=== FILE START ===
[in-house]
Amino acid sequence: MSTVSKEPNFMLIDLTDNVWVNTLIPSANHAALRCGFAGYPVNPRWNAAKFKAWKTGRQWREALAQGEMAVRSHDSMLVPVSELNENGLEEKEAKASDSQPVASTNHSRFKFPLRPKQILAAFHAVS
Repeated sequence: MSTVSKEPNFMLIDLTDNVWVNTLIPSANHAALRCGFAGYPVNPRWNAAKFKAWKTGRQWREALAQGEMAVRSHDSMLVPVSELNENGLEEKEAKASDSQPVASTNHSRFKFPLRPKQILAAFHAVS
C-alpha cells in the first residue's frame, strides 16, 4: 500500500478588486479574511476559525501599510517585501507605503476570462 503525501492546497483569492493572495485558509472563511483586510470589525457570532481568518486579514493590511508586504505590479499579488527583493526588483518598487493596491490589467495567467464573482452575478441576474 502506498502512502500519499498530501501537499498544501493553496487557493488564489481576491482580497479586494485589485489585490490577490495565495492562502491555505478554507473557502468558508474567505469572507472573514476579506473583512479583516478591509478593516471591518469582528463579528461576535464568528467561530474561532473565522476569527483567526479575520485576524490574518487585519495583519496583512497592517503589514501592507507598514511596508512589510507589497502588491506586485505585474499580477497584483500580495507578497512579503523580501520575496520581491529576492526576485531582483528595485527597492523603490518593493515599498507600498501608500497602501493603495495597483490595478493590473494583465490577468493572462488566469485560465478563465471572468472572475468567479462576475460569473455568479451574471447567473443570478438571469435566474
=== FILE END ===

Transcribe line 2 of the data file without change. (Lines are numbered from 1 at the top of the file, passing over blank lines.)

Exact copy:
Amino acid sequence: MSTVSKEPNFMLIDLTDNVWVNTLIPSANHAALRCGFAGYPVNPRWNAAKFKAWKTGRQWREALAQGEMAVRSHDSMLVPVSELNENGLEEKEAKASDSQPVASTNHSRFKFPLRPKQILAAFHAVS